I have been offered both a sponsorship programme and a resettlement opportunity through UNHCR. If I choose the sponsorship programme, can I give my resettlement space to my other family members or community members?
The resettlement submission of an individual or a family is based on an assessment that there is a need for resettlement. UNHCR will not promote for resettlement a family which has access to another durable solution.
Where do I find information about voluntary repatriation to my home country within UNHCR’s mandate?
The UNHCR Handbook Voluntary Repatriation provides detailed information on UNHCR voluntary repatriation policy and practice. The Handbook is a public document and can be found at: https://www.unhcr.org/en-my/publications/legal/3bfe68d32/handbook-voluntary-repatriation-international-protection.html?query=handbook%20voluntary%20repatriation
I am registered with UNHCR and would like to return to my home country. How can UNHCR assist?
If you would like to return to your home country, you can inform UNHCR of your interest to return by:
(i) Approaching the UNHCR Office anytime from 8am – 12 pm, Mondays to Friday
(ii) Informing the UNHCR officer during any of your appointments with UNHCR
(iii) Calling the Durable Solutions Unit at 03-21184800 -> Press “2”
(iv) Approaching your embassy (Note: This is only if you are comfortable doing so)
(v) Approaching the International Organization for Migration (IOM).
Upon receiving information on your intention to return, UNHCR will contact you at a later date regarding your appointment for Voluntary Repatriation counselling. During the counselling session, you will be counselled on the option of being assessed under the Assisted Voluntary Return and Reintegration (AVRR) Programme. The AVRR Programme is administered by IOM, under which your exit can be facilitated. If you still decide to return to your home country following the counselling session, UNHCR will provide you a Voluntary Repatriation Form (VRF) to facilitate your exit from Malaysia. The entire process may take between 1 to 3 months. This depends on whether all required documents are available, as well as on logistical arrangements. You will have to bear the exit permit penalty and the cost of the special pass of RM100 per applicant.
Can UNHCR issue me a Voluntary Repatriation Form (VRF) on the same day I inform the Office of my intention to return to my home country?
Due to the above mentioned processes and timeframes, UNHCR will be unable to issue a Voluntary Repatriation Form (VRF) on the same day we receive information on your intention to return. Please do not purchase your flight ticket before you attend your Voluntary Repatration counselling session as it might go to waste. You will be advised on the Immigration procedures to exit Malaysia, including the timing of which you should purchase your flight ticket, during the counselling session.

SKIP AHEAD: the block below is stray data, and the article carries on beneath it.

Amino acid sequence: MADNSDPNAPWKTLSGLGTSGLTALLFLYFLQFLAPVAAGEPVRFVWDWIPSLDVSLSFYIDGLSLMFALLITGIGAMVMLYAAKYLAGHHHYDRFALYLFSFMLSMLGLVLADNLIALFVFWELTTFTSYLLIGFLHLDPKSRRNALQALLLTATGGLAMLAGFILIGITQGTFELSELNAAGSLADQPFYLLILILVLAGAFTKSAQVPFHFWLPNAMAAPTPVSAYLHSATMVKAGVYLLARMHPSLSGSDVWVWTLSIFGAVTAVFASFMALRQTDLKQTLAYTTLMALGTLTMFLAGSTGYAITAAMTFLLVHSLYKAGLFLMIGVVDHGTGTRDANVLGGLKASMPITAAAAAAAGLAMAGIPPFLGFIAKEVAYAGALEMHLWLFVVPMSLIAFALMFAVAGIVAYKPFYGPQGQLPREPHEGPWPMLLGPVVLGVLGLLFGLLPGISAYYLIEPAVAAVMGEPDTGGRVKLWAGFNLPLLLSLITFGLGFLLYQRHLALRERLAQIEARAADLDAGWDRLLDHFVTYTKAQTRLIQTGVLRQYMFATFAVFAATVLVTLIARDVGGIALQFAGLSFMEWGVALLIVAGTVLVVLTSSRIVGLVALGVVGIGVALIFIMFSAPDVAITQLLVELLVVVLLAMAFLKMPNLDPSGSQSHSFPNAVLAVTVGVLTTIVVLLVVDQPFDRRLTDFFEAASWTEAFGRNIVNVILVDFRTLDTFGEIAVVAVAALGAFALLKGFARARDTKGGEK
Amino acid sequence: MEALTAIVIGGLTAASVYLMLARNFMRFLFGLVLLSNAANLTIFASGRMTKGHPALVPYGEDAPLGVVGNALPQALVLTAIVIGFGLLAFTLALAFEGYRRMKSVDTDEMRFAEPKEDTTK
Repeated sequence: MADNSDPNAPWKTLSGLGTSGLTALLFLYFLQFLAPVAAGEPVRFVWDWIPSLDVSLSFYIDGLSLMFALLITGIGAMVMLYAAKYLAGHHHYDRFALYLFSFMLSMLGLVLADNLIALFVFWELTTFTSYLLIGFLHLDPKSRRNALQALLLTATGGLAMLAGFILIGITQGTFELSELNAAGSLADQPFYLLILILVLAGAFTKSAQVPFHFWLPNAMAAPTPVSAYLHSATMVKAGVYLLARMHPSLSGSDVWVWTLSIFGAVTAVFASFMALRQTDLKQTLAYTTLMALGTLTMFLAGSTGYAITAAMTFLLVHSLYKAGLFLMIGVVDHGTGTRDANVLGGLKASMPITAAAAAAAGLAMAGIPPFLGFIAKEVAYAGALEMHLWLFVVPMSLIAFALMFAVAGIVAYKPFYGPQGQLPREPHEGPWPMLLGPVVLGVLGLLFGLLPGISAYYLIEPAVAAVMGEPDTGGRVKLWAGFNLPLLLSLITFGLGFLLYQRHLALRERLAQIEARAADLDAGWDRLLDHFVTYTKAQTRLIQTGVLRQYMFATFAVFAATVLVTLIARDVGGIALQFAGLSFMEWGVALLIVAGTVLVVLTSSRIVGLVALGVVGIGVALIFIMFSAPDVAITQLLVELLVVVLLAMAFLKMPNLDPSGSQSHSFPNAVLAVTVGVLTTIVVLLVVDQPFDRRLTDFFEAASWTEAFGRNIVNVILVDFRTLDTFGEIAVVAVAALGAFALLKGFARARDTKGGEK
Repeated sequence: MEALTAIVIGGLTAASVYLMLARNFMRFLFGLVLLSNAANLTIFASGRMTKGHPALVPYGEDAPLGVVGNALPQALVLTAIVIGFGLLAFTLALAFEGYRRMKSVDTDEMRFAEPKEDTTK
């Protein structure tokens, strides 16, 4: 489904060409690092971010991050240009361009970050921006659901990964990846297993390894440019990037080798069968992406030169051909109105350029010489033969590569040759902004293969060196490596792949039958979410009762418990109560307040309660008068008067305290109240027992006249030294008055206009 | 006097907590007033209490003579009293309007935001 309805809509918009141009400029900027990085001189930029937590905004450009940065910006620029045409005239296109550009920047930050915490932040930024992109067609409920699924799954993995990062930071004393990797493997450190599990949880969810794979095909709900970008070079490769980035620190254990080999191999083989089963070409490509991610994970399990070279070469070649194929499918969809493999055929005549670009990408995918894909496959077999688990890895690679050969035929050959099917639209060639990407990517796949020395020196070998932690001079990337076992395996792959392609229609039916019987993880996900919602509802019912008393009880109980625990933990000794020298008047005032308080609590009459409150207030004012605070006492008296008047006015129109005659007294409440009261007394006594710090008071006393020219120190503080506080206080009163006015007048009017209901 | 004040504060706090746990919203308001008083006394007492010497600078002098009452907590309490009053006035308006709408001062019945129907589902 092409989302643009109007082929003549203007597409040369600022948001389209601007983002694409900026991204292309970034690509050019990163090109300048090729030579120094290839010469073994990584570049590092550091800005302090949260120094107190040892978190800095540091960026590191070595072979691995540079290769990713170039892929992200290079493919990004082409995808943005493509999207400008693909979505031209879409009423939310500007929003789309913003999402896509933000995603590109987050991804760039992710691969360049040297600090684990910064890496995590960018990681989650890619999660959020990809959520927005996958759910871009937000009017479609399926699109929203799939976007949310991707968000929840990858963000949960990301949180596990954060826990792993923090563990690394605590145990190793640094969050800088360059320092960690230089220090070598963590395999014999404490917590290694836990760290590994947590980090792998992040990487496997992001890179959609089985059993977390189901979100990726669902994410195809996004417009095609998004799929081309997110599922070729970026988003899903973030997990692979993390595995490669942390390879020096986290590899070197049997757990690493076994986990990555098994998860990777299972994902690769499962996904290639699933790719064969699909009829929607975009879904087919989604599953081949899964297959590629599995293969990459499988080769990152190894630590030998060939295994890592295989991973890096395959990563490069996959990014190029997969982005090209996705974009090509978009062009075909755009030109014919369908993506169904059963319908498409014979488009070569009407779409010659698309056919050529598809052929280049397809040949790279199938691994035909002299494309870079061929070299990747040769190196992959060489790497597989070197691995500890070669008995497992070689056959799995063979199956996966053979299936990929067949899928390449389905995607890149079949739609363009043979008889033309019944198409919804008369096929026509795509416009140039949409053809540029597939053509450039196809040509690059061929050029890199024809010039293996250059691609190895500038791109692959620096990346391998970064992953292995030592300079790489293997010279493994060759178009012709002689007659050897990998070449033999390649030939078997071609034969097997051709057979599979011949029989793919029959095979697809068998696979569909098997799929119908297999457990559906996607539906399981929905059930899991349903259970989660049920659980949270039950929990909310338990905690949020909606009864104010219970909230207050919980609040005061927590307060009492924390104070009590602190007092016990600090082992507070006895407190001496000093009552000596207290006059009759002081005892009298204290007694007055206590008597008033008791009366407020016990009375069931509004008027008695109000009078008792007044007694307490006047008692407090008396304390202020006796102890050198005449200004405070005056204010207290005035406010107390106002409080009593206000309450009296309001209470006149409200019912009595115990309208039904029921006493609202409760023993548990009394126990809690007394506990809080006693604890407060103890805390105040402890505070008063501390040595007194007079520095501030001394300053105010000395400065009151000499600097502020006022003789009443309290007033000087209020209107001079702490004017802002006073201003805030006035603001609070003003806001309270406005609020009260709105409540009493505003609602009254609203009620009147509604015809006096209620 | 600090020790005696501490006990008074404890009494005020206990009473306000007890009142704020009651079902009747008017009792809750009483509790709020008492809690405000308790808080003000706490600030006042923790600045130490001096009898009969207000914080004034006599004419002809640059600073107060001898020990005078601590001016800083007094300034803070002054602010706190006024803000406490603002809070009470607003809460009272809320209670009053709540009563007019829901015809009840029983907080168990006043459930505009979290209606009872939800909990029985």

My application for refugee status was rejected and I would now like to return to my home country. Can UNHCR assist?
You may approach IOM for counselling. Applicants will need to cover the costs for their exit permit application and penalty as well as for a special pass. UNHCR will not be able to provide a Voluntary Repatriation Form (VRF).
I have attended the voluntary repatriation counselling session with the Durable Solutions Unit. Can I contact the Durable Solutions Unit thereafter to request for updates on my return arrangements?
There is no need to contact the Durable Solutions Unit by coming to the Office, or sending letters, faxes or emails. The staff at the Durable Solutions Unit will contact you if there is a need to resolve any pending issues in order to further assess and/ or assist with your return. It is therefore very important to keep your contact details – any telephone numbers (please also mention whether you use Whatsapp) and email addresses – updated with UNHCR, so that the staff can contact you whenever required.
I cannot return to my own country as it is unsafe, but can UNHCR send me to a neighbouring country of my country of origin?
Voluntary Repatriation means the return to one’s country of origin voluntarily and under conditions of safety and dignity. UNHCR does not arrange, assist or facilitate travel to a neighbouring country.
My life is very difficult in Malaysia. I would like to go to another country. Can UNHCR issue me a Voluntary Repatriation Form (VRF)?
A Voluntary Repatriation Form (VRF) is issued ONLY if an individual indicates intention to return to the country of origin.
Would UNHCR be able to assist if I am in danger of being forcibly returned to my country of origin?
UNHCR will advocate for the individual to prevent deportation to country of origin, especially if there are reasons to be believe that the individual’s life is at risk if returned.